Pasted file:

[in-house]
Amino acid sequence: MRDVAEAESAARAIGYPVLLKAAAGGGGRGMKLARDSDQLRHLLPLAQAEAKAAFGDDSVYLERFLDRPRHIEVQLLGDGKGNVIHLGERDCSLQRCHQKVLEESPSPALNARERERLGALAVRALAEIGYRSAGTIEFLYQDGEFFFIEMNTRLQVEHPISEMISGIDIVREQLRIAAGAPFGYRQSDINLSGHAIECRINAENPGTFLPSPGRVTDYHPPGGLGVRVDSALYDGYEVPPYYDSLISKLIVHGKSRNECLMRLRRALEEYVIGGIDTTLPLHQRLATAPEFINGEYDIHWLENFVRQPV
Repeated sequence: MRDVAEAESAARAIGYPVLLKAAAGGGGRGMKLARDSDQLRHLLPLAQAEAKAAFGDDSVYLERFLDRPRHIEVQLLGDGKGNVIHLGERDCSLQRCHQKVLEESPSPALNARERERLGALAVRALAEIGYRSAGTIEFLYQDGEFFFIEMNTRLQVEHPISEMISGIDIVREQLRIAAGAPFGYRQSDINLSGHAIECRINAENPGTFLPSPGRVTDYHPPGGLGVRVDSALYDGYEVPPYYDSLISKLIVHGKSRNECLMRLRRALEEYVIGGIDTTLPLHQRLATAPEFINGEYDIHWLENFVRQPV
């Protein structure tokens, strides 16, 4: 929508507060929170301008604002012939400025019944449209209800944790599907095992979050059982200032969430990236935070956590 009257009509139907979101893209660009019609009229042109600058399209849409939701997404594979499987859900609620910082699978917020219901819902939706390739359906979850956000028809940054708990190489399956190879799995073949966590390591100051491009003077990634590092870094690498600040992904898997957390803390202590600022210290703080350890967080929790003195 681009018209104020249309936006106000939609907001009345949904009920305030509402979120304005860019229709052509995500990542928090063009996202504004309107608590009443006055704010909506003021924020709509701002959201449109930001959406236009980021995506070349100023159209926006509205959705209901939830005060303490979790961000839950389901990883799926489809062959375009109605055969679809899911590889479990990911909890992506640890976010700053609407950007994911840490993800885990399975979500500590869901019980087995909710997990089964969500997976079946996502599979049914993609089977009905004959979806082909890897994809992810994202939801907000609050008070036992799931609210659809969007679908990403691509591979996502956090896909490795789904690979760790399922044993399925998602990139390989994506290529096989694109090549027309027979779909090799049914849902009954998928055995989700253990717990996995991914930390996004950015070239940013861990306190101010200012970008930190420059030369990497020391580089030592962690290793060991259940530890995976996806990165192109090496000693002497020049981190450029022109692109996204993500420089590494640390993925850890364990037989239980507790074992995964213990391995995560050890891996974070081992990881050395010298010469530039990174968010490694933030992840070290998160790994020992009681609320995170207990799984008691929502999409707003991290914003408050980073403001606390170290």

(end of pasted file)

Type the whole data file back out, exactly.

[in-house]
Amino acid sequence: MRDVAEAESAARAIGYPVLLKAAAGGGGRGMKLARDSDQLRHLLPLAQAEAKAAFGDDSVYLERFLDRPRHIEVQLLGDGKGNVIHLGERDCSLQRCHQKVLEESPSPALNARERERLGALAVRALAEIGYRSAGTIEFLYQDGEFFFIEMNTRLQVEHPISEMISGIDIVREQLRIAAGAPFGYRQSDINLSGHAIECRINAENPGTFLPSPGRVTDYHPPGGLGVRVDSALYDGYEVPPYYDSLISKLIVHGKSRNECLMRLRRALEEYVIGGIDTTLPLHQRLATAPEFINGEYDIHWLENFVRQPV
Repeated sequence: MRDVAEAESAARAIGYPVLLKAAAGGGGRGMKLARDSDQLRHLLPLAQAEAKAAFGDDSVYLERFLDRPRHIEVQLLGDGKGNVIHLGERDCSLQRCHQKVLEESPSPALNARERERLGALAVRALAEIGYRSAGTIEFLYQDGEFFFIEMNTRLQVEHPISEMISGIDIVREQLRIAAGAPFGYRQSDINLSGHAIECRINAENPGTFLPSPGRVTDYHPPGGLGVRVDSALYDGYEVPPYYDSLISKLIVHGKSRNECLMRLRRALEEYVIGGIDTTLPLHQRLATAPEFINGEYDIHWLENFVRQPV
């Protein structure tokens, strides 16, 4: 929508507060929170301008604002012939400025019944449209209800944790599907095992979050059982200032969430990236935070956590 009257009509139907979101893209660009019609009229042109600058399209849409939701997404594979499987859900609620910082699978917020219901819902939706390739359906979850956000028809940054708990190489399956190879799995073949966590390591100051491009003077990634590092870094690498600040992904898997957390803390202590600022210290703080350890967080929790003195 681009018209104020249309936006106000939609907001009345949904009920305030509402979120304005860019229709052509995500990542928090063009996202504004309107608590009443006055704010909506003021924020709509701002959201449109930001959406236009980021995506070349100023159209926006509205959705209901939830005060303490979790961000839950389901990883799926489809062959375009109605055969679809899911590889479990990911909890992506640890976010700053609407950007994911840490993800885990399975979500500590869901019980087995909710997990089964969500997976079946996502599979049914993609089977009905004959979806082909890897994809992810994202939801907000609050008070036992799931609210659809969007679908990403691509591979996502956090896909490795789904690979760790399922044993399925998602990139390989994506290529096989694109090549027309027979779909090799049914849902009954998928055995989700253990717990996995991914930390996004950015070239940013861990306190101010200012970008930190420059030369990497020391580089030592962690290793060991259940530890995976996806990165192109090496000693002497020049981190450029022109692109996204993500420089590494640390993925850890364990037989239980507790074992995964213990391995995560050890891996974070081992990881050395010298010469530039990174968010490694933030992840070290998160790994020992009681609320995170207990799984008691929502999409707003991290914003408050980073403001606390170290």